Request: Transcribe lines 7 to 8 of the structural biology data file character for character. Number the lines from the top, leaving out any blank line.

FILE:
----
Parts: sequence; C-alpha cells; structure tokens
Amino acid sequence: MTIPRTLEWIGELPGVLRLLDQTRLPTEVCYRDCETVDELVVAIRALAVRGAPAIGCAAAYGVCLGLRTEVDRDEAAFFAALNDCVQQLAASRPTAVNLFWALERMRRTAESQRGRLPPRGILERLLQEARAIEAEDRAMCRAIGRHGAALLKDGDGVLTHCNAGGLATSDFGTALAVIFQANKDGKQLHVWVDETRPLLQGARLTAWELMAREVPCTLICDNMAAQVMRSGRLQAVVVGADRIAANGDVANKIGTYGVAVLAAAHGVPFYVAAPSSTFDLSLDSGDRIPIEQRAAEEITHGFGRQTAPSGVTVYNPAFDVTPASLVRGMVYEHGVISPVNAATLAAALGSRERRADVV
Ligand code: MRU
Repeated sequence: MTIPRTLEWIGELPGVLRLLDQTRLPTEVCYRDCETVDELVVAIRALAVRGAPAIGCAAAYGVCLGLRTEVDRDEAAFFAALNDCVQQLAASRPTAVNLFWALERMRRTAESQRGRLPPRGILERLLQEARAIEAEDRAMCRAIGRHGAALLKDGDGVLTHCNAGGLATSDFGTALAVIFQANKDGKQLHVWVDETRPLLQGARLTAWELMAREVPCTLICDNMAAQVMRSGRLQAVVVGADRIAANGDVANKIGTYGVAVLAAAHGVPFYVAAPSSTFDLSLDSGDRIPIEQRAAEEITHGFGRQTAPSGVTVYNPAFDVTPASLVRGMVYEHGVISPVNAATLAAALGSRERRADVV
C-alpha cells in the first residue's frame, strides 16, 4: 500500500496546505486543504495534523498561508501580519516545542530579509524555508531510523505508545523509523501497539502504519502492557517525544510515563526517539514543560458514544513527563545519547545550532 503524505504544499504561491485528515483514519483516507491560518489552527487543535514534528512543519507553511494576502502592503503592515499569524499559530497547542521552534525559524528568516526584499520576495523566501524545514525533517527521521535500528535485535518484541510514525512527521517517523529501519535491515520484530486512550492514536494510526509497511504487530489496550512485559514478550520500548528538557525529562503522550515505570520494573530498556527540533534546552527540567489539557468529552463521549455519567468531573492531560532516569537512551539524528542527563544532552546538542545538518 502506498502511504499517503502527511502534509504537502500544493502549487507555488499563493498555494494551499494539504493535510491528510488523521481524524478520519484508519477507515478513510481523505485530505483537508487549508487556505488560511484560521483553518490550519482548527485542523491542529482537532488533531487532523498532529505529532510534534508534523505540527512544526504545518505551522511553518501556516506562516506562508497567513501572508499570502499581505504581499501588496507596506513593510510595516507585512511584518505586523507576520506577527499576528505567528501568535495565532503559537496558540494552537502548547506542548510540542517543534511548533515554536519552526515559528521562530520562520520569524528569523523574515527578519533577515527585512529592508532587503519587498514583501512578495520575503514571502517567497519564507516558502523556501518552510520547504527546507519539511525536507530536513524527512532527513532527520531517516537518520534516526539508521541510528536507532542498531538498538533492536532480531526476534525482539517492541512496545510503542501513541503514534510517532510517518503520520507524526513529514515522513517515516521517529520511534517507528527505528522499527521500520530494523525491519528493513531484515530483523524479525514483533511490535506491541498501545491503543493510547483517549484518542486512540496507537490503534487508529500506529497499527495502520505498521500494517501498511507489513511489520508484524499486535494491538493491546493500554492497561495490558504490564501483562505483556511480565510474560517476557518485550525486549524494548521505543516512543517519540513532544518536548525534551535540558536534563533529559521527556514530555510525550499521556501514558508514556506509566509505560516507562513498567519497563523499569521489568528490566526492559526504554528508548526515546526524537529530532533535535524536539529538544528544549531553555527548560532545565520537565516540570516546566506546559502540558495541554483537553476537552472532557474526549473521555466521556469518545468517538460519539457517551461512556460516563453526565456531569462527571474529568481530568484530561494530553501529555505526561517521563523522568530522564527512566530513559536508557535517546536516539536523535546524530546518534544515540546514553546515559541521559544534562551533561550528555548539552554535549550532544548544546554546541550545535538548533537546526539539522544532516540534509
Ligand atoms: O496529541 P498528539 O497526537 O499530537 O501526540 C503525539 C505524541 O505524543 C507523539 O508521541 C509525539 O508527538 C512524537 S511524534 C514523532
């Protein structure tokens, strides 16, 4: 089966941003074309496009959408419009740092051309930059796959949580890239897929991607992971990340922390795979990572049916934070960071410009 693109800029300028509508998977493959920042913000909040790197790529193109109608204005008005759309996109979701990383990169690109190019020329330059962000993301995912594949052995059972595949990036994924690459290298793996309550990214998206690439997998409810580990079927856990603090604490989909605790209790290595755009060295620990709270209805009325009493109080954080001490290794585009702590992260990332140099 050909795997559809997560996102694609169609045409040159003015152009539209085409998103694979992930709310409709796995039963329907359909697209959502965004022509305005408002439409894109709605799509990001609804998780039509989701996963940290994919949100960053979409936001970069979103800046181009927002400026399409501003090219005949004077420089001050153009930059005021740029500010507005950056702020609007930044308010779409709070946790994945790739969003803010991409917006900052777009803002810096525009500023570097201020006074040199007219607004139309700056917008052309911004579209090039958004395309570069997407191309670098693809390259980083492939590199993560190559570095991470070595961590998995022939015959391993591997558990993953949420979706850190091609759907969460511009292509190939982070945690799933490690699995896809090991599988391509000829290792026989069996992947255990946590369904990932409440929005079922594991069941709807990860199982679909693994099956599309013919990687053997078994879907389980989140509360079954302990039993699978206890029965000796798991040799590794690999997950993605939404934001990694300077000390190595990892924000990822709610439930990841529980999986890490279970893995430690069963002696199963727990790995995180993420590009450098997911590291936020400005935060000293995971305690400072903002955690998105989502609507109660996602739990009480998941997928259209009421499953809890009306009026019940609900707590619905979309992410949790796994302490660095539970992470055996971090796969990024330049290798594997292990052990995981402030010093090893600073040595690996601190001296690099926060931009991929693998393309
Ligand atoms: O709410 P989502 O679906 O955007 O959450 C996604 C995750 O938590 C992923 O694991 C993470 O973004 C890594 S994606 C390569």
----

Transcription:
């Protein structure tokens, strides 16, 4: 089966941003074309496009959408419009740092051309930059796959949580890239897929991607992971990340922390795979990572049916934070960071410009 693109800029300028509508998977493959920042913000909040790197790529193109109608204005008005759309996109979701990383990169690109190019020329330059962000993301995912594949052995059972595949990036994924690459290298793996309550990214998206690439997998409810580990079927856990603090604490989909605790209790290595755009060295620990709270209805009325009493109080954080001490290794585009702590992260990332140099 050909795997559809997560996102694609169609045409040159003015152009539209085409998103694979992930709310409709796995039963329907359909697209959502965004022509305005408002439409894109709605799509990001609804998780039509989701996963940290994919949100960053979409936001970069979103800046181009927002400026399409501003090219005949004077420089001050153009930059005021740029500010507005950056702020609007930044308010779409709070946790994945790739969003803010991409917006900052777009803002810096525009500023570097201020006074040199007219607004139309700056917008052309911004579209090039958004395309570069997407191309670098693809390259980083492939590199993560190559570095991470070595961590998995022939015959391993591997558990993953949420979706850190091609759907969460511009292509190939982070945690799933490690699995896809090991599988391509000829290792026989069996992947255990946590369904990932409440929005079922594991069941709807990860199982679909693994099956599309013919990687053997078994879907389980989140509360079954302990039993699978206890029965000796798991040799590794690999997950993605939404934001990694300077000390190595990892924000990822709610439930990841529980999986890490279970893995430690069963002696199963727990790995995180993420590009450098997911590291936020400005935060000293995971305690400072903002955690998105989502609507109660996602739990009480998941997928259209009421499953809890009306009026019940609900707590619905979309992410949790796994302490660095539970992470055996971090796969990024330049290798594997292990052990995981402030010093090893600073040595690996601190001296690099926060931009991929693998393309
Ligand atoms: O709410 P989502 O679906 O955007 O959450 C996604 C995750 O938590 C992923 O694991 C993470 O973004 C890594 S994606 C390569």